The experience of watching horrific imagery in both fiction film and documentary cinema sometimes pushes the act of viewing cinema to its limit. It tests the spectator’s ability to keep looking. That’s certainly the case with the Imperial War Museum’s restoration of German Concentration Camps Factual Survey, a documentary that screened as part of the Melbourne International Film Festival (MIFF).
Often extreme images are intended to shock, defamiliarise and provoke a broader contemplation of violence. Luis Bunuel and Salvador Dali’s famous Surrealist film Un Chien Andalou (1929) creates the most beautiful and horrible graphic match. Clouds segmenting the moon create that graphic match with a razor slicing an eye, an attack on vision, the primary sense involved in watching film. Bunuel’s film was made as a reflective analogy, a shocking impression of the violence of war.
Alain Resnais’ film Night and Fog (1955) juxtaposes colour images of concentration camps with black and white archival footage to extend the memory of the past into the present. In each case the spectator is asked to keep watching, to attend to images of extreme violence from the past in order to prevent their repetition in the present.
The film theorist Siegfried Kracauer argues that images of Nazi concentration camps “beckon the spectator to take them in and thus incorporate into his memory the real face of things too dreadful to be beheld in reality”. The German Concentration Camp Factual Survey is an example of how cinema can be used as a powerful medium to display events and histories that are extremely difficult to watch, but important to witness.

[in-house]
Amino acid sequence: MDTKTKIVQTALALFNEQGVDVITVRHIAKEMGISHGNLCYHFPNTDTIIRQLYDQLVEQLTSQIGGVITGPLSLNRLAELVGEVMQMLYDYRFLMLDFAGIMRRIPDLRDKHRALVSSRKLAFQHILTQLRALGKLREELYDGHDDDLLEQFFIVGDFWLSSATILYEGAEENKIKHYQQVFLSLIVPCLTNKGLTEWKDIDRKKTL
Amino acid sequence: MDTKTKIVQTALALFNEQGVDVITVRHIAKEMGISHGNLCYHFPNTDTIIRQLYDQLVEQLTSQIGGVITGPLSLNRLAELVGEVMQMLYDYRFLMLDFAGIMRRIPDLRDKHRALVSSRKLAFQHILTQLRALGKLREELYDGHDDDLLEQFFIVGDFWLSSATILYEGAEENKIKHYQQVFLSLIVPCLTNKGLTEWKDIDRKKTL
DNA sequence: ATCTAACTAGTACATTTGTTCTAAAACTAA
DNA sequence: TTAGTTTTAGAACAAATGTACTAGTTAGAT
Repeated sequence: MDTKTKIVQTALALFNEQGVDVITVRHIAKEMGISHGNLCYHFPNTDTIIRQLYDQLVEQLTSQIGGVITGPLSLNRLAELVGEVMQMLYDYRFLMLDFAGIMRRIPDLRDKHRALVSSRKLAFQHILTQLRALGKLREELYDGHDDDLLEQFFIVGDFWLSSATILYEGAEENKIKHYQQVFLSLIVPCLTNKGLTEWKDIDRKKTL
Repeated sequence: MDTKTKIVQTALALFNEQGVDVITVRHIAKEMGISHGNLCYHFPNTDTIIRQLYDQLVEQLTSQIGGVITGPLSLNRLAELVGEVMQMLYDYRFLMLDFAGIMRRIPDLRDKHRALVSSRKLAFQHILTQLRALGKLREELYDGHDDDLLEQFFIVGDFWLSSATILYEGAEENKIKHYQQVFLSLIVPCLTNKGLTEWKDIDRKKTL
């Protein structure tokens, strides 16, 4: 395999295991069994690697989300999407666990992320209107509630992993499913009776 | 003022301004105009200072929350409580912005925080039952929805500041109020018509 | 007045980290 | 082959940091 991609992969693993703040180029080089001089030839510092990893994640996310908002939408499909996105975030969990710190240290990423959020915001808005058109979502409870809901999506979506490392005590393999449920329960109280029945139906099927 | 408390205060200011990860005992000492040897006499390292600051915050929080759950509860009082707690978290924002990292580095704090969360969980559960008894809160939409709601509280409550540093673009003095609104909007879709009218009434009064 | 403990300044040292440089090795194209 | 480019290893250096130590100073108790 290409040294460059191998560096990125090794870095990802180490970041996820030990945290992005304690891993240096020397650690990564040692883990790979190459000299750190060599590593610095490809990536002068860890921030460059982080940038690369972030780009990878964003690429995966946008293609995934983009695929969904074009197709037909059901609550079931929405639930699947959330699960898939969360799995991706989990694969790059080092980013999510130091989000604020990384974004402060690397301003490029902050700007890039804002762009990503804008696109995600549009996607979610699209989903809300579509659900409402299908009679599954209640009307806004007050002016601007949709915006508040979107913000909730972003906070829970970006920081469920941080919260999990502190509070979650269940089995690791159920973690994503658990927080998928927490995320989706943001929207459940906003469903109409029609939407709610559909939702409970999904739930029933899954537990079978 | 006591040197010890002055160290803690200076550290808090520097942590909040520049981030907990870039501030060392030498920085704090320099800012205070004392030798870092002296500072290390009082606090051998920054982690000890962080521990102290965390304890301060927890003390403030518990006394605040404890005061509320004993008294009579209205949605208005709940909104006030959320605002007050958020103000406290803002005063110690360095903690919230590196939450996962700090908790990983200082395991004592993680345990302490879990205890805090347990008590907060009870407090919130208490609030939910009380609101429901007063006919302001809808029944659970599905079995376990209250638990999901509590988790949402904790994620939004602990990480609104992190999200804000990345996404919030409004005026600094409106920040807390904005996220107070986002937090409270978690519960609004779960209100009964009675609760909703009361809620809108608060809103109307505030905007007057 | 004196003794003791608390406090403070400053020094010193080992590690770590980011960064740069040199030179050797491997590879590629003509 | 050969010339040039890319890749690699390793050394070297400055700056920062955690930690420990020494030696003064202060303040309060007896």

The origin of the footage
This film was ordered by The Supreme Headquarters Allied Expeditionary Force to be screened for German audiences after the fall of the Third Reich. Alfred Hitchcock worked on the film for a month. He was initially described as one of the directors, but is more accurately credited as a “Treatment Advisor”.
Produced by Sidney Bernstein from Britain’s Ministry of Information, it was shot by Allied Service Newsreel cameramen in 1945 in an attempt to provide a testimony of the atrocities of Concentration Camps. The film was shelved as Occupation policy moved away from retribution and towards reconstruction.
The full restoration premiered this year at the 64th Berlin Film Festival. This week’s screening at The Forum for the Masters and Restoration program of MIFF was only the sixth time that this film had been shown. Dr Toby Haggith, Senior Curator, Imperial War Museum, introduced the film.
A spoken introduction, three prologue slates containing written context and the decompression/debrief question and answer session are part of the Imperial War Museum’s stipulated agreement for any screening of this footage. The introduction and debrief proved crucial: it provided much-needed opportunities for contextualisation and decompression before and after viewing such harrowing images.